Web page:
|Lesson: So in the last episode, the main action point of the lesson was that it's better to end a squabble with your friends, to just stop fighting, even if you don't understand what happened or don't think you did anything wrong. And while in real life, that could use some definition and a few qualifiers, it's generally in line with my own philosophy. Well, this week's story ends with Starlight offering an apology to Discord, even though he's the one who's been misbehaving. And it's not a huge surprise; reconciliation is sort of her "big thing." Does her solution further demonstrate a wise prioritizing of friendship like last episode? Or is Discord too easily forgiven? It certainly wouldn't be the first time the show has left extreme bad behavior without any apparent consequence.
My family had an extended discussion over the ending of this episode. My parents, one of my sisters, and I have all spent time teaching in school settings, and my other sister is a professional counselor. And we've all had to deal with people, including adults, acting out because of feeling left out, boredom, lack of attention, frustration in learning, problems in other areas of their lives, as well as more ignoble reasons such as a desire for power or jealousy of other students. And it's important to seek constructive solutions rather than simply punish. Nevertheless, just giving the student what they want is usually not the answer, since it reinforces the bad behavior. And the motivation is absolutely key to determining how best to respond.
In Discord's specific case, Starlight is probably doing the only thing that would bring peace to the situation, and if it hadn't been cut short, his position as Vice Headmare would permit Starlight to guide him toward balance and sensitivity. I could see her becoming a good mentor for him.
The larger concern is the question, what is the episode supposed to be teaching its young viewers? The best I can come up with is, "Don't let your friends feel left out; if you don't let them help, they'll cause trouble instead, and that will be your fault." And while that may be true sometimes, that's a little too self-interested a motivation, and it would also undercut the point of that whole Gala episode with Fluttershy. And if the viewers are the ones feeling left out, we certainly don't want them following Discord's example. (The more generic lesson that poor communication can cause problems to spin out of control doesn't really work since it's not the main issue at hand and it's already been handled better in plenty of other episodes.)
Again, my problem isn't with Starlight's solution itself. But the way the ending plays out seems to put Starlight at fault, as though she's actually in need of forgiveness here, and I strongly disagree with that. If Discord was unjustly left out of the school doings, it was by the Mane Six; Starlight had nothing to do with that. She didn't ask Twilight to appoint her instead of Discord. She is explicitly following her superior in handling things as she does, and when she restrains Discord, it's to protect the students from danger. Besides, classrooms need to be kept free of distraction. Discord taking his frustrations out on her without giving a single care for her concerns and responsibilities, and then suggesting the chaos he creates is a failure on her part—to just wave off all of that is just very troubling in a show about friendship.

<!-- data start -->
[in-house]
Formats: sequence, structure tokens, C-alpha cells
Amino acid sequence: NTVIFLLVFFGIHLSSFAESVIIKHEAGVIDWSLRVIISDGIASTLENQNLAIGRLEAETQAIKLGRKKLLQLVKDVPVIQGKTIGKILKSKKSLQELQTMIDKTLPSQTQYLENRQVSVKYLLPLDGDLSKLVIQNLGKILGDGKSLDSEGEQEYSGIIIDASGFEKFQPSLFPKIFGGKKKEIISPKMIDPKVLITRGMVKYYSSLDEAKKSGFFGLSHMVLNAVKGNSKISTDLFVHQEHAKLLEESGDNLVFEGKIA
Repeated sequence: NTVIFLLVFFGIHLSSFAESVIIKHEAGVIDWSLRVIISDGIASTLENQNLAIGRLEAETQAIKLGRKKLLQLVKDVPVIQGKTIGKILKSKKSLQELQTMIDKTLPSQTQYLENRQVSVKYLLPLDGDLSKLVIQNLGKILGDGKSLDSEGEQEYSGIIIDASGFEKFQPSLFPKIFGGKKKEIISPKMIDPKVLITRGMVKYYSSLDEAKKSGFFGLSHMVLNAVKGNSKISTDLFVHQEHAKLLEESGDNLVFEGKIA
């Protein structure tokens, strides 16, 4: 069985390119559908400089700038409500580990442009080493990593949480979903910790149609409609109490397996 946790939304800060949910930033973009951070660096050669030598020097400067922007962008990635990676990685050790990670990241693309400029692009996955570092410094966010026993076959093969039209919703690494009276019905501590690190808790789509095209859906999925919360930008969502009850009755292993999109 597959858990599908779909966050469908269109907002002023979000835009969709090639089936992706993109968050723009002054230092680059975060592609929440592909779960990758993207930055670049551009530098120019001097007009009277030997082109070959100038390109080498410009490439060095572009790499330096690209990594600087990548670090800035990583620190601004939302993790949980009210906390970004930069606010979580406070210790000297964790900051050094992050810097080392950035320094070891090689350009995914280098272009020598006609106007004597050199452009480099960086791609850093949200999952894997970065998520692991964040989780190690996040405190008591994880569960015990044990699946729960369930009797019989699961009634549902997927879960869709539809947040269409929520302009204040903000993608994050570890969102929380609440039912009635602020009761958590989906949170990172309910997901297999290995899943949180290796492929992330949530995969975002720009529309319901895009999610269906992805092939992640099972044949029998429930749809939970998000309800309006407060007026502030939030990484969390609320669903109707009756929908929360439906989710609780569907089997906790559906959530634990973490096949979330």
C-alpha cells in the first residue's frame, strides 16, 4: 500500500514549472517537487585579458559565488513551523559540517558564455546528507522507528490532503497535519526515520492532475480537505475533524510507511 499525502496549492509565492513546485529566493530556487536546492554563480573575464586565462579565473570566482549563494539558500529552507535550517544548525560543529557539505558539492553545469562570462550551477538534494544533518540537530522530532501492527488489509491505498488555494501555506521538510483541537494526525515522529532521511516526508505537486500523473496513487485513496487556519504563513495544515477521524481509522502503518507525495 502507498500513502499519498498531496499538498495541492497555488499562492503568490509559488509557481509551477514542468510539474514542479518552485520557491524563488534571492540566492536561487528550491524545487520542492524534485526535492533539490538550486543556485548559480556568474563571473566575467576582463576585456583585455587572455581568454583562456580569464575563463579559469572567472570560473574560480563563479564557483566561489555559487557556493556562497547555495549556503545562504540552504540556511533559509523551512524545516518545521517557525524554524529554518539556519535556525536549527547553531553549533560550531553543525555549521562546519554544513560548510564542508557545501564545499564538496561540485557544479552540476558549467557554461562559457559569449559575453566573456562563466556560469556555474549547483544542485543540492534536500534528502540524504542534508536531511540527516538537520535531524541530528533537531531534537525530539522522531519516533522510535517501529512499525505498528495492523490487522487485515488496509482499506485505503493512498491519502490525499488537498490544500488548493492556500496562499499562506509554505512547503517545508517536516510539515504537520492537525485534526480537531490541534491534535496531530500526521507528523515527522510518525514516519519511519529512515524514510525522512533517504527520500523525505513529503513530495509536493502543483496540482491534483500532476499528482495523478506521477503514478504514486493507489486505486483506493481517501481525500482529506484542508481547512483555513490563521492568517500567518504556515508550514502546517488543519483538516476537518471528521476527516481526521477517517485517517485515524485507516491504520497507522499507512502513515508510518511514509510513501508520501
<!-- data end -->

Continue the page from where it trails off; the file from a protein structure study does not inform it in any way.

|Resonance: Despite my issues with the ending, there's still fun to be had in this episode, especially on first watch when I was expecting a grand payoff. Discord giving Starlight her mentor's mane is a hilarious moment, and I enjoyed the bananaphone shout-out. The ambidextrous marmoset really ought to be a recurring character. I laughed at Yona playing with her braids (12:45+) and Silverstream giving an apple to the dragonsneeze tree. I also chuckled at the death glare from Pinkie Pie at the end.
Some awesome moments as well, most notably Starlight's earth-tearing banishing spell, and the fact that she can take down a Bugbear in one shot. The Spell-venger Hunt prize is also awesome: a private tour of the Canterlot Archives with Princess Celestia. It's also great seeing the Student Six helping each other both before and during the hunt.
|Other Impressions and Final Assessment: We get a couple nice shows of continuity, as Starlight mentions being "old save-Equestria buddies" with Discord, and Trixie is confronted with a real Ursa Major.
The artifacts also deserve a mention: By this point I've seen the rest of the series, and they do become important to the larger plot. They seem similar in concept to the Six Pillars' signature items, which were also called artifacts, except that these figures seem to be counterparts of the Student Six. I feel like there's an untold story there, and I'm a little disappointed that they get overshadowed by everything else going on, not just in this episode but even later on. I do like that we get images of the artifacts' namesakes via the portraits animated by Discord. And note that we've seen King Grover's likeness once before.
I'm aware that fans have a lot of different takes on this episode (as with quite a few Discord episodes, actually). I think I've said my piece. All I'll say further is that this was the point I began to be concerned about the dip in the series' quality; not since early season 5 had I felt let down by three episodes so close together. If you enjoyed it and thought it was handled well, that's great. For myself, I'd rank it somewhere in the vicinity of Feeling Pinkie Keen and Inspiration Manifestation.
(Note: As much as the show's creators care about their work and interact with fans, it's possible they may come across this review. If you helped make this episode and I'm offbase in my understanding of it or have overlooked its strengths, you're welcome to give me the "Marshall McLuhan from Annie Hall" treatment and show me the insights I've missed.)
A Matter of Principals armor rating: Leather Vest
Ranked 26th of 27 season-eight episodes
Ranked 217th of 233 stories overall
|Previous: The Mean 6||A Matter of Principals||Next: The Hearth's Warming Club|